Monumental Inspiration - Rodin and Beyond

October 2nd to November 17th 2017, Sladmore Gallery, London

Constantin Brancusi wrote that Auguste Rodin’s Balzac was the incontestable point of departure for modern sculpture. Rodin’s monuments broke with all convention, challenging the accepted notions of what a monument should be.

Towards the end of the nineteenth century Rodin created a new language of monumental sculpture which inspired his contemporaries, his students and also future generations. His radical approach represented a complete break from the more formal traditions of the previous centuries; he no longer set heroic figures high up on pedestals, choosing instead to depict his subjects with a powerful emotional presence which in turn encouraged the viewer to relate on a more personal level. For the first time, he truly set the subject free within its own space allowing future sculptors to explore even more abstract interpretations of meaning.

This exhibition, on the centenary of Rodin’s death, spans two centuries, presenting a selection of large and smaller scale sculptures which relate to the monumental. Illustrations of the monuments are presented alongside the works in the gallery, to allow the viewer to see the original context of the monumental work in its environment. Alongside works by Rodin are sculptural works by the generation of sculptors who followed him such as Emile-Antoine Bourdelle, Aristide Maillol, François Pompon and Joseph Bernard. Maillol’s standing female nudes famously occupy the Tuileries Gardens in Paris, an integral component of this much-loved public space.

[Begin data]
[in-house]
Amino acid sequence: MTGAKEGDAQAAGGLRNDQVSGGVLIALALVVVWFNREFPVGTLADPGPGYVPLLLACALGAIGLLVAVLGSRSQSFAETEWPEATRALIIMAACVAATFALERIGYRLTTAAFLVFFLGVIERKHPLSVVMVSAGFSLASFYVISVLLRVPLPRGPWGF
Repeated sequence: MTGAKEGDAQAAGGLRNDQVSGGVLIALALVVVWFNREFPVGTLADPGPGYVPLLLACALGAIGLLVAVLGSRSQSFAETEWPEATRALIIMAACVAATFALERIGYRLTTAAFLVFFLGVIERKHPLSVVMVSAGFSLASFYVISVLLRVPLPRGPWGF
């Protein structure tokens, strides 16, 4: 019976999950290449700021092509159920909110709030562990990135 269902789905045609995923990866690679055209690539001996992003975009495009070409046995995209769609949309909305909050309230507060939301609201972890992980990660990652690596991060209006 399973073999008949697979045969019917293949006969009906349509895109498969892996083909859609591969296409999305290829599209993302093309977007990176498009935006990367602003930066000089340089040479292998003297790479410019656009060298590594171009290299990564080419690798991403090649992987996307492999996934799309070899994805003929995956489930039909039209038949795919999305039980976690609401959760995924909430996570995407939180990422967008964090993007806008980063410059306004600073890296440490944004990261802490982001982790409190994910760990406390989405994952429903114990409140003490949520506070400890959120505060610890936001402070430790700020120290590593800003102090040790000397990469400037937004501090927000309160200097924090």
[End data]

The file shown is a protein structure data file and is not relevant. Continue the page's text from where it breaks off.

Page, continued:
Also included in this exhibition are sculptural works by nineteenth century sculptors whose work informed and inspired Rodin, including Antoine-Louis Barye, Jules Dalou, Emmanuel Fremiet and Alfred Jacquemart. Rodin studied under Barye and cited him as one of his great influences. These related works are a precursor to Rodin’s monumental style.

Rodin’s legacy was to bring monumental sculpture not just off the pedestal but into the homes and gardens of the new wealthy art buying public. No longer the preserve of State Monuments or museums, these new, large-scale works interacted with the viewer on a more emotive and personal level, encouraging a wider audience to purchase and also to commission examples for their own domestic interiors and exteriors. This is a tradition which continues today as we navigate our own public and private spaces.